Archaeologist David Gill's latest PRNewswire press release betrays a fundamental misunderstanding of the impact of Judge Leon's recent FOIA decision. See Looting Matters: Coin Dealers and Collectors Lose Case Against the US State.
That decision solely relates to whether the State Department's Bureau of Educational and Cultural Affairs properly withheld the limited number of remaining documents at issue before the Judge under the provisions of the Freedom of Information Act. See http://culturalpropertyobserver.blogspot.com/2009/11/so-much-for-transparency-and.html As Judge Leon himself notes, the State Department already released numerous documents, though it took a lawsuit to force the State Department to process Plaintiffs' requests.
In fact, the Ancient Coin Collectors Guild hopes to ascertain the actual merits of the decision to impose import restrictions on ancient coins of Cypriot type in a "test case" brewing before the US District Court in the District of Maryland. See http://culturalpropertyobserver.blogspot.com/2009/09/collectors-challenge-us-state.html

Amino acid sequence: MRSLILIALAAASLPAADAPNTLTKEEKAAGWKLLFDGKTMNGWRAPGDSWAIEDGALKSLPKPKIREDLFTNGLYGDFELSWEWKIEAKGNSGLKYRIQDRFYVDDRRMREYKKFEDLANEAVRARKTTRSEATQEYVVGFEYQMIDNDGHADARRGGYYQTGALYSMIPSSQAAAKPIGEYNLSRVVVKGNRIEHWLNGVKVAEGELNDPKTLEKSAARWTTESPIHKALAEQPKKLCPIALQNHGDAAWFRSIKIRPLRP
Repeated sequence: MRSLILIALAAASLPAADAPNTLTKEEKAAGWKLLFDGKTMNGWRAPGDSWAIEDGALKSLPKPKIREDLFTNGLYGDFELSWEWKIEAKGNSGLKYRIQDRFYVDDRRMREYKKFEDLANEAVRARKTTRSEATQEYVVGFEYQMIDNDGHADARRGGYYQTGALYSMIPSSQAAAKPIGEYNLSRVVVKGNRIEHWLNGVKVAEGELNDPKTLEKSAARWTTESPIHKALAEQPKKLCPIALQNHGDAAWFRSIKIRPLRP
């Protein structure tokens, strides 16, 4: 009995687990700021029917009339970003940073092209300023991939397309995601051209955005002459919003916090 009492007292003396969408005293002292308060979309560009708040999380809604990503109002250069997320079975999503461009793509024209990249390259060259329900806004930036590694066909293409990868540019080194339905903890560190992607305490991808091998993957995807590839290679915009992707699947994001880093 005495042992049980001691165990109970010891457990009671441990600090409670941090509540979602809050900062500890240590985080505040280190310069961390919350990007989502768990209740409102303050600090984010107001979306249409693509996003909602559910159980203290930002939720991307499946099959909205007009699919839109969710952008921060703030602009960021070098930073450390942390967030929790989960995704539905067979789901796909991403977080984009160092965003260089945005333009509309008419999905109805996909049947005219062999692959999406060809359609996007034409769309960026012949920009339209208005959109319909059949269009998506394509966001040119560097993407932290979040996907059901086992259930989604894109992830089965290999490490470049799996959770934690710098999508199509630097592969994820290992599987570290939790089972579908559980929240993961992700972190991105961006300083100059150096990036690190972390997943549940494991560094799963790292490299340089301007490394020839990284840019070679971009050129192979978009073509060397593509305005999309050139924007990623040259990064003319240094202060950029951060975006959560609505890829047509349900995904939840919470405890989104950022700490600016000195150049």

The issue in that case will be whether the import restrictions on coins of Cypriot type were promulgated properly under the provisions of the Convention on Cultural Property Implementation Act. See http://culturalpropertyobserver.blogspot.com/2008/07/short-recap-of-cultural-property.html
If anything, documents produced in the FOIA case have helped supply a good faith basis for the ACCG to assert that the decision to impose import restrictions on ancient coins of Cypriot type was made in an "arbitrary and capricious" fashion. See http://culturalpropertyobserver.blogspot.com/2008/08/nicholas-burns-philhellene-cultural.html